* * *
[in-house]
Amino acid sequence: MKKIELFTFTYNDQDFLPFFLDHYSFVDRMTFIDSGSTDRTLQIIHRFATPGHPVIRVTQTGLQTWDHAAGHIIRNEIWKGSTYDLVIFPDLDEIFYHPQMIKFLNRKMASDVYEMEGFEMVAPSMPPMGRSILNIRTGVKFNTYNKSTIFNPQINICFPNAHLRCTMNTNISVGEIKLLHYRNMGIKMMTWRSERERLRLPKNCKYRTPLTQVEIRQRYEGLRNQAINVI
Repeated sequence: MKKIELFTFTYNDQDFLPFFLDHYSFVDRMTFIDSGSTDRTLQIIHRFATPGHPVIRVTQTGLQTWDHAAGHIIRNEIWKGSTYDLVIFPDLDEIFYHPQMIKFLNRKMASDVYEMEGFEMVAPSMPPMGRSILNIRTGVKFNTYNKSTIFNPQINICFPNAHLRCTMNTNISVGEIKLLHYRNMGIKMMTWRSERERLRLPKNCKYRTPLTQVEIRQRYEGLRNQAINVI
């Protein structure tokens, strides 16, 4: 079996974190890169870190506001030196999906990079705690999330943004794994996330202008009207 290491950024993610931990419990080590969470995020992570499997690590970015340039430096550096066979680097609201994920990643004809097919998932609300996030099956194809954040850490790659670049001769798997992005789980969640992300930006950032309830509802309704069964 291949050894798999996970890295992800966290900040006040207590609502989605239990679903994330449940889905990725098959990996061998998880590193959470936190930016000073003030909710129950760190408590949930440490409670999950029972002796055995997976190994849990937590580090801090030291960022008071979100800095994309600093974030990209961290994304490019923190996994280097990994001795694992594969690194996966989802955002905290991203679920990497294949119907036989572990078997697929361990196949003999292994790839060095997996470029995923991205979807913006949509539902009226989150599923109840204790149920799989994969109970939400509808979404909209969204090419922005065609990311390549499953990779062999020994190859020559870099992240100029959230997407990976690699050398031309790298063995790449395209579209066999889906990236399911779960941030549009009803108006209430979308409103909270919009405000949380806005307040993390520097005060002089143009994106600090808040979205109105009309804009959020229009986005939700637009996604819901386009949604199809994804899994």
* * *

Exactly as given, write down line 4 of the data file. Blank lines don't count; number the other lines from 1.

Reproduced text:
């Protein structure tokens, strides 16, 4: 079996974190890169870190506001030196999906990079705690999330943004794994996330202008009207 290491950024993610931990419990080590969470995020992570499997690590970015340039430096550096066979680097609201994920990643004809097919998932609300996030099956194809954040850490790659670049001769798997992005789980969640992300930006950032309830509802309704069964 291949050894798999996970890295992800966290900040006040207590609502989605239990679903994330449940889905990725098959990996061998998880590193959470936190930016000073003030909710129950760190408590949930440490409670999950029972002796055995997976190994849990937590580090801090030291960022008071979100800095994309600093974030990209961290994304490019923190996994280097990994001795694992594969690194996966989802955002905290991203679920990497294949119907036989572990078997697929361990196949003999292994790839060095997996470029995923991205979807913006949509539902009226989150599923109840204790149920799989994969109970939400509808979404909209969204090419922005065609990311390549499953990779062999020994190859020559870099992240100029959230997407990976690699050398031309790298063995790449395209579209066999889906990236399911779960941030549009009803108006209430979308409103909270919009405000949380806005307040993390520097005060002089143009994106600090808040979205109105009309804009959020229009986005939700637009996604819901386009949604199809994804899994």